Ancestral board

Photography Carl Warner

Photography Carl Warner

Photography Carl Warner

Photography Carl Warner

Photography Carl Warner

Photography Carl Warner

Registration number
7662
Item name
Ancestral board 
Category
Sculpture/Carving
 
Indigenous name
Gope 
Maker
Unrecorded  
Associated cultural group
 
Place
Pacific > Papua New Guinea > Gulf Province
Map
Collector
Sir Samuel Griffith 
Acquisition date
January 01, 1958 
Acquisition method
Donated by T. Brown 
Raw material
wood, ochre, charcoal, lime, plant fibre
Dimensions
H: 720 mm W: 310 mm L: D: Circum:

Description

Research notes

Hohaos, or ancestral boards, are made by the Elema people of the Papuan Gulf area. They were traditionally carved in wood and were kept in the Eravos or mens' houses, many never being taken outside. Hohaos represent mythical heroes and are named after them. The power of the board was invoked in times of war, when the mythical hero embodied in the Hohao was believed to walk in front of the warriors and lead them into battle. It could also be used to invoke hunting magic. Hohaos are oval in shape, four to five feet high, and carved from wood or sometimes from a piece of broken canoe. The resulting concavity of the surface is considered an integral part of its form. They are carved in flat relief and the principal image is a highly stylized face with prominent eyes, a gaping mouth baring its teeth, a nose, which usually projects from the board, and a navel. This simple formula exists in innumerable variations and is elaborated on with decorative patterns that are the aualari designs, i.e. symbols of the clan. On practically every board the navel is prominent, mostly represented by concentric circles and sometimes a star shape. This represents the place of origin of the clan. Each aualari group (linear division) considers it extremely important to keep spiritual contact with its place of origin. Although many were very old, hohaos were never intentionally destroyed, and could be replaced if irreparably damaged by insects. However, most were destroyed when the Eravos were burned around the time of World War Two. Very few have survived from that period. More recently though the craft has been revived, but these are made mostly for the tourist market.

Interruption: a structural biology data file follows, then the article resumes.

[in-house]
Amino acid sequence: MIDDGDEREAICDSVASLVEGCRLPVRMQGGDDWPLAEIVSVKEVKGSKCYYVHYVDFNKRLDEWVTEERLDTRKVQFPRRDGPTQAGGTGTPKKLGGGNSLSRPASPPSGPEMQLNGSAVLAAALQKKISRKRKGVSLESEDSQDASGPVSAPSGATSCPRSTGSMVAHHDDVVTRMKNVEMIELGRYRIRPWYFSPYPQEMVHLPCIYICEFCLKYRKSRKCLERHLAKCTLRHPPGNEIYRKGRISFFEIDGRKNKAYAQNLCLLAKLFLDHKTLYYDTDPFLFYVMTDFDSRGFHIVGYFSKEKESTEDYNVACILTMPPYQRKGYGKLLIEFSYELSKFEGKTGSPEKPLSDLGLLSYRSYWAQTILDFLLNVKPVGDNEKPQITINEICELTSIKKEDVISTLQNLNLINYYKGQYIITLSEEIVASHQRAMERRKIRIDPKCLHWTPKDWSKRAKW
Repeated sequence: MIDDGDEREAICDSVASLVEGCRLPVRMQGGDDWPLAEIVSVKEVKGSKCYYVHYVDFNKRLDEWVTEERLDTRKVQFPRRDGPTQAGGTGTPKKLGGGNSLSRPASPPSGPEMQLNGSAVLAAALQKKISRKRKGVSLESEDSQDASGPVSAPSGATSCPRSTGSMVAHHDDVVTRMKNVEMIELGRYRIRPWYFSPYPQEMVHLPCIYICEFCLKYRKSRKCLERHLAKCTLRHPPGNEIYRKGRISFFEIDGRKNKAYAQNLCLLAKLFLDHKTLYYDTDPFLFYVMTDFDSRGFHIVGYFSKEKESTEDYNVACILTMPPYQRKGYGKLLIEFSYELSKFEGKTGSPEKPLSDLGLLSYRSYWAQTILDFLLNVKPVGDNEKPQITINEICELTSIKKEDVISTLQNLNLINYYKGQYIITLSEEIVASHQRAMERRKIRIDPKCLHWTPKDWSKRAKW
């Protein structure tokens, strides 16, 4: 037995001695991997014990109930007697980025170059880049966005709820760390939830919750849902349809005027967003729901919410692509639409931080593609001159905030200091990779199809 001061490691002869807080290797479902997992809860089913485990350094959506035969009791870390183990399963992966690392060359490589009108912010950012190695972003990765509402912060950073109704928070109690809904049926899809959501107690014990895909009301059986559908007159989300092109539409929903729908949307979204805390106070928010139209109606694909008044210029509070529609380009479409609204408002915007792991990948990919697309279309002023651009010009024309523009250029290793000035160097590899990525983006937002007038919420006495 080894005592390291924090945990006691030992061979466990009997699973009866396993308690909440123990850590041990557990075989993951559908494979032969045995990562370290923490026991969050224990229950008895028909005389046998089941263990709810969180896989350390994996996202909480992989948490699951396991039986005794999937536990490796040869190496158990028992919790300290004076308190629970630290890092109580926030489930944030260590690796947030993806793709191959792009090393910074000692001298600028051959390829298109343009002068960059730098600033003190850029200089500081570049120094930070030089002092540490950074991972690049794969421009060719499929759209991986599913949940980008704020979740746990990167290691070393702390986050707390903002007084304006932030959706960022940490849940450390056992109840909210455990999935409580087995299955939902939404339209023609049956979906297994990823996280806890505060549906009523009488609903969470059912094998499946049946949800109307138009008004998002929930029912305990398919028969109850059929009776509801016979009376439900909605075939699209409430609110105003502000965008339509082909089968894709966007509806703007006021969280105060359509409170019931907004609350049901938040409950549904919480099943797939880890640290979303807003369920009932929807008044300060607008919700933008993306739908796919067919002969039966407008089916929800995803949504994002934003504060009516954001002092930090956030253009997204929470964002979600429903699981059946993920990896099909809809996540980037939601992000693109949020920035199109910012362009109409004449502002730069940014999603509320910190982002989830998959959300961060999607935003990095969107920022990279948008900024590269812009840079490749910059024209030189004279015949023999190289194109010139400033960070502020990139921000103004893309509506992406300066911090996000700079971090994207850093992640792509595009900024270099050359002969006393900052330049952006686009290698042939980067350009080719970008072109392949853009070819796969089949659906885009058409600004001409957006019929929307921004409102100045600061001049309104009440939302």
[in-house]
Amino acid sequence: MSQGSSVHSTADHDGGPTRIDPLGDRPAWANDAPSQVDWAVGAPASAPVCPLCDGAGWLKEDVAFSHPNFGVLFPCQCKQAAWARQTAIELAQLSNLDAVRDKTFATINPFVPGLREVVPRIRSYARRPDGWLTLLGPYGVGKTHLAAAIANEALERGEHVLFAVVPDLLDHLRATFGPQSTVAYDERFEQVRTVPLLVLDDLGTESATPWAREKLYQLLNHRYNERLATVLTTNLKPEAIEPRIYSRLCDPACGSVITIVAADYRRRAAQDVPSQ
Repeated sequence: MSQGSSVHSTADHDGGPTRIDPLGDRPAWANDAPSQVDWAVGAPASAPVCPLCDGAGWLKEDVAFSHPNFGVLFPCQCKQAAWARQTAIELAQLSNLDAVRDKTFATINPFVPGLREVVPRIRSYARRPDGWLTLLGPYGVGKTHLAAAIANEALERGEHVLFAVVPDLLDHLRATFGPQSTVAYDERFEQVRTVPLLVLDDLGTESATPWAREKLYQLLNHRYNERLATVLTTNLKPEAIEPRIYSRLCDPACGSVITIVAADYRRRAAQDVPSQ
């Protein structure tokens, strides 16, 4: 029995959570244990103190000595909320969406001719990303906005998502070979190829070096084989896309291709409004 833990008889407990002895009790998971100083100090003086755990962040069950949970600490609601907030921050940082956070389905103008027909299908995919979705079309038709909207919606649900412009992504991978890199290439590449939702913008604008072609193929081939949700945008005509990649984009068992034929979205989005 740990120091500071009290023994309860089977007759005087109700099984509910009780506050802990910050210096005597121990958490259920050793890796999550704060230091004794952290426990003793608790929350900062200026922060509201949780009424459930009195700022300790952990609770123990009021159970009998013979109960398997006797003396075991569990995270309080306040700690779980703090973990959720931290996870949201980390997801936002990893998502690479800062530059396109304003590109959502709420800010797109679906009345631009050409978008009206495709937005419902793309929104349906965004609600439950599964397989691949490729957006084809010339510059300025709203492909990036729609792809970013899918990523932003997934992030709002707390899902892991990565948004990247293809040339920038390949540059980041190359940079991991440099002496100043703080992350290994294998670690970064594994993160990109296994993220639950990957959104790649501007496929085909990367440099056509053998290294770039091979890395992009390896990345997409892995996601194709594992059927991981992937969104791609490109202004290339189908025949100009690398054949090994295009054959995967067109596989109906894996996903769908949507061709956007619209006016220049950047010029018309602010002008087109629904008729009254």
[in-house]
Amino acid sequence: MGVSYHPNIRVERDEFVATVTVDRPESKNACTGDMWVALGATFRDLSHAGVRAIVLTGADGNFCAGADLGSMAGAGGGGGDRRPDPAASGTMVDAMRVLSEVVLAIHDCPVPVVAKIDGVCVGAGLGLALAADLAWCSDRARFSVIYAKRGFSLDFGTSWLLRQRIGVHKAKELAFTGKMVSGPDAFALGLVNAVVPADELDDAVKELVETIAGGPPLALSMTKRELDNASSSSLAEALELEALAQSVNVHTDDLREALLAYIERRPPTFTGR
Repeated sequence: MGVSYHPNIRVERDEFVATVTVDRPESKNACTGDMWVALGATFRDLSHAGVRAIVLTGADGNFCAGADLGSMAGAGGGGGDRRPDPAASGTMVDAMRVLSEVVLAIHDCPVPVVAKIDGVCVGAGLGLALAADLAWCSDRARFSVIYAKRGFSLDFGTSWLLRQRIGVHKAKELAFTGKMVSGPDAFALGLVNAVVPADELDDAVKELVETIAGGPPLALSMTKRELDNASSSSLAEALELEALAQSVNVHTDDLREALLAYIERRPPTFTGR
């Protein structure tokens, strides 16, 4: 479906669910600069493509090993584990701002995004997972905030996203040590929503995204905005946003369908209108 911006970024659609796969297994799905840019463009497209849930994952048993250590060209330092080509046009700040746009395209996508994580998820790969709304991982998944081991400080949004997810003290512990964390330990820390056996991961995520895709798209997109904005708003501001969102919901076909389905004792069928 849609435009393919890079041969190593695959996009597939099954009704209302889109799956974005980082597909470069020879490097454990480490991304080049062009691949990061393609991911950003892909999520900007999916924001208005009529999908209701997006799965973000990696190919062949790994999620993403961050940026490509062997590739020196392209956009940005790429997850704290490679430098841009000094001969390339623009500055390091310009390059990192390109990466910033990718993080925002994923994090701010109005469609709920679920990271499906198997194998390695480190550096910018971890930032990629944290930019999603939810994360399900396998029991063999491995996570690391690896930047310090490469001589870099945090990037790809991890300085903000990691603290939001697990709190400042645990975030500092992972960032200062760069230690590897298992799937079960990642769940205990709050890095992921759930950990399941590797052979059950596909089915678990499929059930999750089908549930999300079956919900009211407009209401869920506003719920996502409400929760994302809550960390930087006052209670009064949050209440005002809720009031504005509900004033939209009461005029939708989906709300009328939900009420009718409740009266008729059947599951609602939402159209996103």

From the UQ Anthropology Museum exhibition 'In the Red; on the vibrancy of things' June 2012 - January 2013.

Go to top